[Table 5] shows the T-score of premenopausal women (17–35) compared with the T-score of postmenopausal women. The P value was highly significant as shown by [Table 5].


The BMD status of the study population showed that 37.9% were osteopenic and 22.45% were osteoporotic. When we compared the BMD status in both sexes, the prevalence of osteoporosis was more in females (27.8%) than that of males (18.1%).

When the prevalence of osteoporosis was studied in different age groups, it was marked that as the age advances there was a rise in the cases of osteopenia and osteoporosis. It was more marked in the female study group (43.4%) as compared to males (26.08%) in the age group 60–79 years.

Why at all we need to assess bone mass? It is important clinically to diagnose the cases of osteopenia and osteoporosis. It can be used for fracture risk prediction and reduce the morbidity of old age. The genesis of osteoporosis is complex. It is not known whether osteoporosis in Indians is a consequence of lower peak bone mass or an increase in age-related loss of bone.[7] Peak bone mass is attained between the age group of 25–35 years and approximately 6% of bone is lost per the decade after having peak bone mass in Indians.[8] Certain factors affect peak bone mass. These are both genetic and nongenetic (nutrition, smoking, exercise, and hypogonadism). Sub-clinical calcium and Vitamin D deficiency are present in a significant proportion of the general population in India, often before peak bone mass is reached, resulting in reduced peak bone mass and a state of continuing deficiency further promotes bone loss.[7] After menopause, there is an acceleration of bone loss averaging 2% per year for the next 5–10 years followed by a slower rate of bone loss. Lifetime losses may reach 30%–40% of peak bone mass in females and 20%–30% in males.[7]

When the result of the present study was compared with similar studies done by other workers who had used ultrasound bone densitometry study, it was seen that in the study of Patel et al.,[9] the percentage of normal individuals was the highest (48.4%) and osteoporosis was low (9.63%) as compared to our results which were (39.65%) and (22.44%) respectively. When compared with the study of Sharma and Rao,[10] here the incidence of osteoporosis was higher about 39.95% as compared to 22.44% in our study population. Rao et al.'s study on 288 patients was almost similar to our findings, where they found that 20.83% were osteoporotic and 35.76% were osteopenic.[11]

The findings of the present study correlate well with the findings of Ramalingaiah et al. done on 1188 subjects. The percentage of osteoporosis and osteopenia was almost similar, osteoporosis (21.46%) and osteopenia (39.73%),[12] although Ramalingaiah et al. l had done the study based on DEXA scans.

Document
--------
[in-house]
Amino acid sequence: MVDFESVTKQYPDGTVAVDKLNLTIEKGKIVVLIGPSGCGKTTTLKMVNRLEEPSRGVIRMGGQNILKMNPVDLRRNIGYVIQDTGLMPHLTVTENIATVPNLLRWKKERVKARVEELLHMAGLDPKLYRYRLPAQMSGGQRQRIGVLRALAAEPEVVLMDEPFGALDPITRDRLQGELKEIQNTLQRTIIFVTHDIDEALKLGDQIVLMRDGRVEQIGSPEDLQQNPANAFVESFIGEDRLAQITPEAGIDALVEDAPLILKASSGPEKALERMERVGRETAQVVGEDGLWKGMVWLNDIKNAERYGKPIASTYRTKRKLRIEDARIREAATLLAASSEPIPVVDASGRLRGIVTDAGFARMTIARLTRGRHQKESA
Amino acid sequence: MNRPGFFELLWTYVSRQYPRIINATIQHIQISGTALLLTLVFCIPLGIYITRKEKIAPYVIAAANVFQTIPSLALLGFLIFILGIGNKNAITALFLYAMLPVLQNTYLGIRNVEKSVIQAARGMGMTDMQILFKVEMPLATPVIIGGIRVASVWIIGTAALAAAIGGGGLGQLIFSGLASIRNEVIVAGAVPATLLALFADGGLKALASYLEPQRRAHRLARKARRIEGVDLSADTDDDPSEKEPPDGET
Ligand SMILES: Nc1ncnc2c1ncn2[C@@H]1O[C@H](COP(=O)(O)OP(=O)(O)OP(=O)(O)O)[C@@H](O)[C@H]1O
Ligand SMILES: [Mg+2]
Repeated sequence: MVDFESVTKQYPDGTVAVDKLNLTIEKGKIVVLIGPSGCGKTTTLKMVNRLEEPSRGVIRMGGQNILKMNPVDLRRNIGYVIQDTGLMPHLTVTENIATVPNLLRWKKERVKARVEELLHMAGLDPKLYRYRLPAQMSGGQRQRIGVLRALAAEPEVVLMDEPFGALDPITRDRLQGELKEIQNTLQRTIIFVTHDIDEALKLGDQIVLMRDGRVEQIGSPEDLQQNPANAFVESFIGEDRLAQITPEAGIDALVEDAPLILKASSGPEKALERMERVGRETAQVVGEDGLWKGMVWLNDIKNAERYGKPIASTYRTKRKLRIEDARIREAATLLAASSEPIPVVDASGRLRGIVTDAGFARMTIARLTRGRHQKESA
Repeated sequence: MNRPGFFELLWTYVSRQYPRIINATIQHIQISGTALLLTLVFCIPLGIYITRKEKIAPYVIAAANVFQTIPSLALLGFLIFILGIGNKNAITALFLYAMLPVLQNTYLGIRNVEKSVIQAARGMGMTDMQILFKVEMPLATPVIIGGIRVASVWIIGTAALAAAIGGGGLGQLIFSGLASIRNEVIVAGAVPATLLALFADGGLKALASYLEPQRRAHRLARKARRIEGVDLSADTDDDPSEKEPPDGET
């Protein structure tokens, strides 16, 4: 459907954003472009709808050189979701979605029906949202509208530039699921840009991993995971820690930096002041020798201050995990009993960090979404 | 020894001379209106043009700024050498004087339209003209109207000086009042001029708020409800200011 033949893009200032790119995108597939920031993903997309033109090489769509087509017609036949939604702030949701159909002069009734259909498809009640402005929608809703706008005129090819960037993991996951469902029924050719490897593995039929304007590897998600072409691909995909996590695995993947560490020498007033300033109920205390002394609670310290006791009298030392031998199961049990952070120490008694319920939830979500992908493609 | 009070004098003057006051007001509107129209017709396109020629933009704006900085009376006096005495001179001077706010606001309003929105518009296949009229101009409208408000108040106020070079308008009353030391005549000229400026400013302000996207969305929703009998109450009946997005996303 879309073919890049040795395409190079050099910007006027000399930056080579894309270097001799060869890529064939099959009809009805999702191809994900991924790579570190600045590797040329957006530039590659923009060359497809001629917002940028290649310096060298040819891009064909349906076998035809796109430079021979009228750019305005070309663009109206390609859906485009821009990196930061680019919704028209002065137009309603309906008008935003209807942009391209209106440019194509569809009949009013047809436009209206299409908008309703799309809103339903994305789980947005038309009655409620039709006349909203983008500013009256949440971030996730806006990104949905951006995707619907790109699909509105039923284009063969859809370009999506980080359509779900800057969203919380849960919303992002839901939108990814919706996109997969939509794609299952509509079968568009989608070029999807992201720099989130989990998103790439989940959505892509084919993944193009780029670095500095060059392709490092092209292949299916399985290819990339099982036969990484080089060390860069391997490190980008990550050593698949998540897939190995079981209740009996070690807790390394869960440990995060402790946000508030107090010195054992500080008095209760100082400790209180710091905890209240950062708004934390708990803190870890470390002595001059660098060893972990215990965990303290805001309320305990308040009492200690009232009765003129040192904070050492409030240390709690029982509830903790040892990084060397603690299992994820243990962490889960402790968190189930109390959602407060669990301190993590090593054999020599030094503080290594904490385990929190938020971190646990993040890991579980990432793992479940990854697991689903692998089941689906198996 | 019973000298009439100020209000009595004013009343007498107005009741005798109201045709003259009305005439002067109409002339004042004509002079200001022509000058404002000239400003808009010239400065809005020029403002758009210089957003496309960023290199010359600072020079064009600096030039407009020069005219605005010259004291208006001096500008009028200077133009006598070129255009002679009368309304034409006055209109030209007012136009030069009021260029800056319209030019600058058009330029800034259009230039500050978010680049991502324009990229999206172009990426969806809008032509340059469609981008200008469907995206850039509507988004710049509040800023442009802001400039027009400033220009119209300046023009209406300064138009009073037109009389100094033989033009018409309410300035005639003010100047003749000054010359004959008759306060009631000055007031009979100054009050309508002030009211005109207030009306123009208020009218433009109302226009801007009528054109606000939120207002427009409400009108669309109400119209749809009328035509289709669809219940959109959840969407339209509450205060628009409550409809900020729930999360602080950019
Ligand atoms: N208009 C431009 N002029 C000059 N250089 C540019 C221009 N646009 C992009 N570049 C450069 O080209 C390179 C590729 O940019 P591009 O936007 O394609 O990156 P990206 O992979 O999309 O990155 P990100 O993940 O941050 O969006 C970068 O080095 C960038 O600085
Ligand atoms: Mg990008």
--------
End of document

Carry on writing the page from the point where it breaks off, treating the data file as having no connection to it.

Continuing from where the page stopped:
When we compared our results with that of Bhaskar Borgohain, who also used the DEXA scan for the estimation of BMD, the demographic profiles were very similar, where they selected participants from the age group (20–84), but their percentage of osteoporosis and osteopenia was slightly higher. This may be because he included symptomatic patients admitted to the hospital.[13]

Literature review revealed an interesting study conducted by El-Desouki et al. to establish the correlation between DEXA and QUS.[14] They found the correlation between all modalities to be significant but varied from high to low. It was high between the lumbar spine and femoral neck, moderate between lumbar spine and forearm, and low between the lumbar spine and QUS of the heel. We can presume that heel densitometry can be a good predictor of BMD value for the lumbar spine.


In India, no centralized data are available to show the prevalence of osteoporosis. This study was an effort to find out the prevalence of osteoporosis in the eastern part of Odisha. Ultrasonic heel densitometry is a safe and noninvasive procedure for BMD assessment, even though DEXA is still the gold standard for it.

By estimating BMD, we can estimate the fracture risk of a person by using available tools such as WHO's FRAX risk factors assessment.[15],[16] Thus, fracture which is a major cause of morbidity and mortality in elderly men and postmenopausal women can be prevented by lifestyle modifications such as doing regular exercise, adequate diet, and treating the cause.

Financial support and sponsorship


Conflicts of interest

There are no conflicts of interest.